ArticlePublisher preview available

Oxygen stress and reproduction do not impede aerobic performance in adult eastern mosquitofish (Gambusia holbrooki)

Authors:
To read the full-text of this research, you can request a copy directly from the authors.

Abstract and Figures

Physiological traits are key determinants of species success in any given environment. Competing metabolic demands can influence success by limiting the available scope for aerobically-demanding activities, including reproduction and dispersal. The present study investigated whether the aerobic performance of Gambusia holbrooki, one of the most invasive species in the world, was affected by the embryonic demands of pregnancy and whether these demands were compounded in a hypoxic environment. To quantify these effects, we measured the resting metabolic rate (RMR) and critical swimming speed (Ucrit) of wild-caught adult mosquitofish in saturated oxygen conditions, and following chronic exposure to hypoxic or hyperoxic water. Contrary to expectations, the RMR and Ucrit of gravid females was equal to that of non-gravid females and males, once the significant effects of body mass on these traits was accounted for. Whilst the exposure studies demonstrated that RMR changes subject to oxygen availability, overall aerobic performance does not. These findings suggest that mosquitofish metabolism is adapted for continued reproductive function and dispersal in low oxygen environments, which are essential for establishing and replenishment of populations. The ability of this species to tolerate hypoxia may confer a competitive advantage relative to native species, especially in disturbed lentic environments where prolonged periods of hypoxia are more common. Given their live-bearing mode of reproduction and resilience to the metabolic demands of reproduction, even in low oxygen conditions, we suggest that the physiology of female mosquitofish is a significant contributor to the invasion success and persistence of the species.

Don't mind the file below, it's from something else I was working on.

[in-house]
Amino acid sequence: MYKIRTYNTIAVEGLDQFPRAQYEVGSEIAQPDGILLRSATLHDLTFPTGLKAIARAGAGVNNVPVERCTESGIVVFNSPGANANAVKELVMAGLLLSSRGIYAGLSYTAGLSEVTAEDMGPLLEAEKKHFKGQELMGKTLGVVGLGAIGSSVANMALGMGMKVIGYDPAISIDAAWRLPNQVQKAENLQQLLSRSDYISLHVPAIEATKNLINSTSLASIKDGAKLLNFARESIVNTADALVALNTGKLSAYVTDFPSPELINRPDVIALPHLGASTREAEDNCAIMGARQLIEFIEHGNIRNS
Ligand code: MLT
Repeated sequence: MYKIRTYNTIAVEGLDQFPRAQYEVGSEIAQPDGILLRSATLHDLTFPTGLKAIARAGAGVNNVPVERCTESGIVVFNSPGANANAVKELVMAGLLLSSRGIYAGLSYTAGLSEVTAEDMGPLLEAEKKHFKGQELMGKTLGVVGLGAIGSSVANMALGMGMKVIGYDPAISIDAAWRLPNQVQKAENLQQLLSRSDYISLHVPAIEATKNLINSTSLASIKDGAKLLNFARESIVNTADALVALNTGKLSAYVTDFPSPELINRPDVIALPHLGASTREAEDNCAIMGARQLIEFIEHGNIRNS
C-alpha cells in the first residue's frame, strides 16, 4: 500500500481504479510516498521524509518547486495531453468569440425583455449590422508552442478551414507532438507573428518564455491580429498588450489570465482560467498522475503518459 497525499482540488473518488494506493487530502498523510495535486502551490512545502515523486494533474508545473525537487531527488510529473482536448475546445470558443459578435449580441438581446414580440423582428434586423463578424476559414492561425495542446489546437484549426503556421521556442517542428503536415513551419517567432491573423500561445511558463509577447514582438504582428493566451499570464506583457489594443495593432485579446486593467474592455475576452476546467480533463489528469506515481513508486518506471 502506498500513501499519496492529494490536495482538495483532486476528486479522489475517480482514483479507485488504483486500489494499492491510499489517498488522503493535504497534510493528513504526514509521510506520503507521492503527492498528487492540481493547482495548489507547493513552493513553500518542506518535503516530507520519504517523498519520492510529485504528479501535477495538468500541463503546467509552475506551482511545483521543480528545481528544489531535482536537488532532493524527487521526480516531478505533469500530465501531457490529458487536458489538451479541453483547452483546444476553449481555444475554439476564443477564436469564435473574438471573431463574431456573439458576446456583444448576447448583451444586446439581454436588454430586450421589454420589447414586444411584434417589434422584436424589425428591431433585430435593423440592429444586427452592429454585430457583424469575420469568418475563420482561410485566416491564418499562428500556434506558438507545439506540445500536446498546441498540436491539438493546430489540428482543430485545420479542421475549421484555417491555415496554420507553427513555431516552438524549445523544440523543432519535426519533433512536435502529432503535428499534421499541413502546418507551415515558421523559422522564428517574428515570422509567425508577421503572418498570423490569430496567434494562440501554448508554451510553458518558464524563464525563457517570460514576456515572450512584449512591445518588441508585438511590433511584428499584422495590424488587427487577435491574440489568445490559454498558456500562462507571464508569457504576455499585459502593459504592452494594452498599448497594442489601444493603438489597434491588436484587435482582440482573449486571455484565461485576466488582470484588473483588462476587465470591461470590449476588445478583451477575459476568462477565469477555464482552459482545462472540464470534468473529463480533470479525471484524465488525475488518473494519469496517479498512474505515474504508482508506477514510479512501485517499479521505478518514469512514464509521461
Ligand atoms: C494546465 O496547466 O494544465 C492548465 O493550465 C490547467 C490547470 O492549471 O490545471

This content is subject to copyright. Terms and conditions apply.
Oxygen stress and reproduction do not impede aerobic
performance in adult eastern mosquitofish (Gambusia
holbrooki)
Thomas J. Callaghan &Craig R. White &Mischa P. Turschwell
Received: 6 September 2020 /Accepted: 31 January 2021 /Published online: 8 February 2021
Abstract Physiological traits are key determinants of